Review by Gordon Justesen

Stars: Julianna Margulies, Ron Eldard, Desmond Harrington, Isaiah Washington, Gabriel Byrne
Director: Steve Beck
Audio: Dolby Digital 5.1, French Dolby Digital 5.1
Video: Anamorphic Widescreen 1.85:1
Studio: Warner Bros.
Features: See Review
Length: 91 Minutes
Release Date: March 28, 2003

“I want to show you something…”

Film ***

You’ve got to hand it to producers Joel Silver and Robert Zemeckis. Their production company, Dark Castle Entertainment, really knows how to fashion up a good old scare fest. The horror genre has been in a slump lately, with the exception of standouts such as The Ring, but since 1999, the films of Dark Castle have also stand out as among the best in recent horror moviemaking. The first entry was the visually dazzling remake of House on Haunted Hill and in 2001 came the ultimately engaging Thirteen Ghosts. Both were remakes of classic horror movies from renowned director William Castle, who is indeed represented in the Dark Castle company. Now comes Ghost Ship, which like the first two movies, is a thrilling scare ride, and manages to throw in some plot and character development along the way.

This is the first film to come from Dark Castle that is entirely original and not a remake, making it all the more engaging. The movie opens with a sequence that I think will go down as one of the most beautifully gruesome scenes in horror movie history. It opens in 1962, on a cruise ship known as the Antonia Graza, where a dance ball is being held on the main deck. I will not dare spoil the eye-popping incident that occurs, but trust me; your jaw is likely to drop by the sequence’s end.

Cut to present day, and we are introduced to a salvage crew who specializes in recovering long lost ships or sea artifacts. The crew is led by the rugged Murphy (Gabriel Byrne) and the co-owner of the company, Epps (Julianna Margulies). After a successfully executed job, they come into contact with a man named Ferriman (Desmond Herrington), a weather spotting pilot. He presents the crew with photos of what appears as a long lost ship which has been missing for nearly 40 years. They are skeptic at first, but as Murphy says, “If sea gives you the opportunity, you take it.” And they agree to let Ferriman go along with them to locate the ship, which may indeed contain a big time fortune.

They do indeed come across the long lost ocean liner, which is of course, completely vacant. However, not too long after separating to explore the ship, the crew begins to have individual encounters with strange settings and hallucinations that may not be so. It soon becomes clear that the ship is haunted, and the crew soon become stranded after losing their boat in an accidental explosion, with no other option but to possibly sail to shore.

I’d be lying if I said the movie doesn’t follow a certain horror movie formula, but Ghost Ship manages to throw in some neat twists with its story, and surprisingly, it doesn’t go that much over the top. Epps has unique encounter with the ghost of a little girl named Katie, who is the key to revealing the true fate of the ship 40 years ago. This particular sequence is a standout grabber and manages to do a superb job of revelation through some nice camera effects. It also manages to tack on a uniquely surprising ending that should create a giddy grin to the viewer’s face. I know it did that for me.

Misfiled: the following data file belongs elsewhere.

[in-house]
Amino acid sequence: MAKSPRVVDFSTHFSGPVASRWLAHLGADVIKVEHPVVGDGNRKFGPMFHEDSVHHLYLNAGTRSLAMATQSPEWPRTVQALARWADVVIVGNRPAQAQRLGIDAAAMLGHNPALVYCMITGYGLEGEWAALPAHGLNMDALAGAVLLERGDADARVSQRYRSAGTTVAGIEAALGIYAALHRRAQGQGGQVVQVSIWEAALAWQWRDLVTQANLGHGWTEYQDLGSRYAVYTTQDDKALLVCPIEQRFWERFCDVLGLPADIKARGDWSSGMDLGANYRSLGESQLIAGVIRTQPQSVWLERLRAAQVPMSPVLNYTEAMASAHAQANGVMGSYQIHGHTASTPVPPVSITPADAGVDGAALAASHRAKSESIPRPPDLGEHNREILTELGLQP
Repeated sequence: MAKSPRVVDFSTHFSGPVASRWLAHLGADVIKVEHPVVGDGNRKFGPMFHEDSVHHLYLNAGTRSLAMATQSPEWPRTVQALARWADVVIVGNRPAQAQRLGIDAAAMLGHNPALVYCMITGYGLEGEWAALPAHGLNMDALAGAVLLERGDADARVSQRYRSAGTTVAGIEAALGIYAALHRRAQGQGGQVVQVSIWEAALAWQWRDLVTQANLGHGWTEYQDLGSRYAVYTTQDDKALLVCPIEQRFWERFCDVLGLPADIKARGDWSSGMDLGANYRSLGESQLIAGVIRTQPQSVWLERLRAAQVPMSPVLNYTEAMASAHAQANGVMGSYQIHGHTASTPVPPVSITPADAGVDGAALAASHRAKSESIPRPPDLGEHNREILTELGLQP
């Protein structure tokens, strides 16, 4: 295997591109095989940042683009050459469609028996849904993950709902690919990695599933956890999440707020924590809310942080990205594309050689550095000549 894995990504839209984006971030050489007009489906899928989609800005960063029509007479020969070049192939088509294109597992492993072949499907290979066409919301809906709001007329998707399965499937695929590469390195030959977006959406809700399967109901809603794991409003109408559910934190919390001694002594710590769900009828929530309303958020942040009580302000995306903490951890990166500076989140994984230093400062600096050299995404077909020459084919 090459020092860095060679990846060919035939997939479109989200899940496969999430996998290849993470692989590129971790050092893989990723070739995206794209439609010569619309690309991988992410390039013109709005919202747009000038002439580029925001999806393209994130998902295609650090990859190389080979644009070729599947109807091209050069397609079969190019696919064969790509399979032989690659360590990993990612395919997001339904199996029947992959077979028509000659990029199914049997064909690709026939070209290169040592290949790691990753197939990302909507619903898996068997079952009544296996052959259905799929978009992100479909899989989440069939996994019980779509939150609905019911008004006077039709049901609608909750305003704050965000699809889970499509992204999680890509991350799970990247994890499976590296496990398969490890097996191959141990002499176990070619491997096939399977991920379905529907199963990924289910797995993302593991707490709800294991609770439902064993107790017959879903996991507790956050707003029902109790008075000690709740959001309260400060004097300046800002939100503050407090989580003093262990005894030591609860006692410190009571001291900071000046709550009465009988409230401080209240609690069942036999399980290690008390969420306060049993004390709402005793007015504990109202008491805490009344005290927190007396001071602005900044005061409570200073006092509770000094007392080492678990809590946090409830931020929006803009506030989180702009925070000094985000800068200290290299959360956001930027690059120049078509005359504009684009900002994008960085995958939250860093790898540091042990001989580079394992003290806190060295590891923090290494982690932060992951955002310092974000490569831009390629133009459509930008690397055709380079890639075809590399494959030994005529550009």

Ghost Ship, like many horror movies, doesn’t require much use of the mind in order to enjoy. It’s a high-quality gore-fest of the highest order, with a spectacular production value and effects work. Any fan of contemporary horror movies will indeed get their moneys worth with this noteworthy effort.

Video ****

This is a grand as usual presentation from WB, which had me reflecting to how equally good the discs for Thirteen Ghosts and House on Haunted Hill were. The anamorphic picture takes full advantage of the elaborate set pieces, most notably on the darkened interior of the ship. The scenes that use visual effects are nothing short of breathtaking, as is pretty much the presentation as a whole.

Audio ****

DVD has perfected and enhanced the effect of modern day horror movies, and the 5.1 mix on Ghost Ship is indeed a prime example. The set pieces and effects sequences provide terrific moments of dynamic range, including a key sequence midway through the movie, which includes the mixing of gore, music, and effects. Like Thirteen Ghosts, this movie is all about its sound and fury, and this outstanding audio track illustrates this completely.

Features ***1/2

First off, I have to give props to Warner for providing a first, which is a killer 3-D package that reveals a skull face at the front of the ship, which is a very nice touch. I’d like to see more packages like this in the future.

Extra-wise, this is quite a package as well. Although a commentary track is nowhere to be found, we still are supplied some neat features. “Unlock the Secrets of the Antonia Graza” offers unseen footage and untold tales. Also included is a Cinemax featurette, 3 additional documentaries; “A Closer Look at the Gore”, “Designing the Ghost Ship”, and “Visual Effects”. Lastly, there is a music video for the Mudvayne song Not Falling, and a trailer.


Ghost Ship is a professionally made horror movie, complete with superb effects, and some wonderfully gory moments. A must see for all horror fans.